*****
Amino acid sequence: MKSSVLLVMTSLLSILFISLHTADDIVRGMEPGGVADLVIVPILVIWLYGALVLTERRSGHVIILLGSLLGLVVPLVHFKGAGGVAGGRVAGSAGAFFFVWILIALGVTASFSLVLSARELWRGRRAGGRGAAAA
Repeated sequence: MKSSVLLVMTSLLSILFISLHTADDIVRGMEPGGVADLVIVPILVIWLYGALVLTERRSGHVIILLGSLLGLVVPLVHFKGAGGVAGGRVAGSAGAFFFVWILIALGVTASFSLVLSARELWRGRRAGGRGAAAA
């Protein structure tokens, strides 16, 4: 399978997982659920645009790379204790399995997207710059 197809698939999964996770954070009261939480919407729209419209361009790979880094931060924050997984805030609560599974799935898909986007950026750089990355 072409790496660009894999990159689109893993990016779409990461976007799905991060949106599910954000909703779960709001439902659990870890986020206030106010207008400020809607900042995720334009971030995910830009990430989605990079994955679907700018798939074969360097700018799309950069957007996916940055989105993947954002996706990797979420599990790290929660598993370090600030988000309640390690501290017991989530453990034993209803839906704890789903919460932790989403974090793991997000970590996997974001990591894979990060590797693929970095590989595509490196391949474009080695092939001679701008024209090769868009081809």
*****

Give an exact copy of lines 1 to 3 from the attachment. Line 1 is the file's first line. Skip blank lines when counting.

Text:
Amino acid sequence: MKSSVLLVMTSLLSILFISLHTADDIVRGMEPGGVADLVIVPILVIWLYGALVLTERRSGHVIILLGSLLGLVVPLVHFKGAGGVAGGRVAGSAGAFFFVWILIALGVTASFSLVLSARELWRGRRAGGRGAAAA
Repeated sequence: MKSSVLLVMTSLLSILFISLHTADDIVRGMEPGGVADLVIVPILVIWLYGALVLTERRSGHVIILLGSLLGLVVPLVHFKGAGGVAGGRVAGSAGAFFFVWILIALGVTASFSLVLSARELWRGRRAGGRGAAAA
């Protein structure tokens, strides 16, 4: 399978997982659920645009790379204790399995997207710059 197809698939999964996770954070009261939480919407729209419209361009790979880094931060924050997984805030609560599974799935898909986007950026750089990355 072409790496660009894999990159689109893993990016779409990461976007799905991060949106599910954000909703779960709001439902659990870890986020206030106010207008400020809607900042995720334009971030995910830009990430989605990079994955679907700018798939074969360097700018799309950069957007996916940055989105993947954002996706990797979420599990790290929660598993370090600030988000309640390690501290017991989530453990034993209803839906704890789903919460932790989403974090793991997000970590996997974001990591894979990060590797693929970095590989595509490196391949474009080695092939001679701008024209090769868009081809």